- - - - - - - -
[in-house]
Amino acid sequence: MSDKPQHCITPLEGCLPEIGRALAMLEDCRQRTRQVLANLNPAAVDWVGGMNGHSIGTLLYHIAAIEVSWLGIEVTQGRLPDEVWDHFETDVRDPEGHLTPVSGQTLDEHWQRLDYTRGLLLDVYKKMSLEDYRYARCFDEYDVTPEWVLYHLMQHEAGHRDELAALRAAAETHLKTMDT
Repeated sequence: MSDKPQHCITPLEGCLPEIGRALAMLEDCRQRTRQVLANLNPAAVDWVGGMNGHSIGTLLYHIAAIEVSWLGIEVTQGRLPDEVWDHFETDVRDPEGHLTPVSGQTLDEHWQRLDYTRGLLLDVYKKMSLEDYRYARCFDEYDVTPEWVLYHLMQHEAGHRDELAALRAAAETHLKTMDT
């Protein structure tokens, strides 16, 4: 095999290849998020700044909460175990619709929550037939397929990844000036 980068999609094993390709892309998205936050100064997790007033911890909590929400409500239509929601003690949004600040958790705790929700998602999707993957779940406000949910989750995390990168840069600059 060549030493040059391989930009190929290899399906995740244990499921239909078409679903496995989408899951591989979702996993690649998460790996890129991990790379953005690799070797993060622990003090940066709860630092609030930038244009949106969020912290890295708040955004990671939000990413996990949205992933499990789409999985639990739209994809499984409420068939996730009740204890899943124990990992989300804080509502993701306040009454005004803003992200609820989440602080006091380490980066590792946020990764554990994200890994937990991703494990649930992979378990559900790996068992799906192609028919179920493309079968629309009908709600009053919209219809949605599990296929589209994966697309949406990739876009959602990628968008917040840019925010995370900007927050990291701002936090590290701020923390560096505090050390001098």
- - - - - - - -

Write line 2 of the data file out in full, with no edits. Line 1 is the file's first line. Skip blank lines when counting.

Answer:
Amino acid sequence: MSDKPQHCITPLEGCLPEIGRALAMLEDCRQRTRQVLANLNPAAVDWVGGMNGHSIGTLLYHIAAIEVSWLGIEVTQGRLPDEVWDHFETDVRDPEGHLTPVSGQTLDEHWQRLDYTRGLLLDVYKKMSLEDYRYARCFDEYDVTPEWVLYHLMQHEAGHRDELAALRAAAETHLKTMDT